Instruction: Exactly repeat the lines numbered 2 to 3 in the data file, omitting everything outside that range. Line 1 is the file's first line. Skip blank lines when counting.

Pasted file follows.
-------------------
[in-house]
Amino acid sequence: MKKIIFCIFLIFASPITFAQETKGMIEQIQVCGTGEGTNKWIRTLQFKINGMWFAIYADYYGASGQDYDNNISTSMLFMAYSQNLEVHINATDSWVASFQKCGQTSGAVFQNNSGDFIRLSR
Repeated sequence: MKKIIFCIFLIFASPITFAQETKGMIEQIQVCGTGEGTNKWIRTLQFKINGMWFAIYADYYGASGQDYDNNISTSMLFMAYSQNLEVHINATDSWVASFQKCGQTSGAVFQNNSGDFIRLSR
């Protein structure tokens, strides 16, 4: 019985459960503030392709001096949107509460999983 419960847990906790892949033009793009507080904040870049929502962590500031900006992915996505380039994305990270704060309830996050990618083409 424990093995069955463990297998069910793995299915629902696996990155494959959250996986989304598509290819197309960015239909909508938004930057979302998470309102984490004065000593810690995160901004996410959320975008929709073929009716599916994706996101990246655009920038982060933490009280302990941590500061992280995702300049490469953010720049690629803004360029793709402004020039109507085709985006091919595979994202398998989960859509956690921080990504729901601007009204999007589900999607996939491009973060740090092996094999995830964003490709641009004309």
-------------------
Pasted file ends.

Amino acid sequence: MKKIIFCIFLIFASPITFAQETKGMIEQIQVCGTGEGTNKWIRTLQFKINGMWFAIYADYYGASGQDYDNNISTSMLFMAYSQNLEVHINATDSWVASFQKCGQTSGAVFQNNSGDFIRLSR
Repeated sequence: MKKIIFCIFLIFASPITFAQETKGMIEQIQVCGTGEGTNKWIRTLQFKINGMWFAIYADYYGASGQDYDNNISTSMLFMAYSQNLEVHINATDSWVASFQKCGQTSGAVFQNNSGDFIRLSR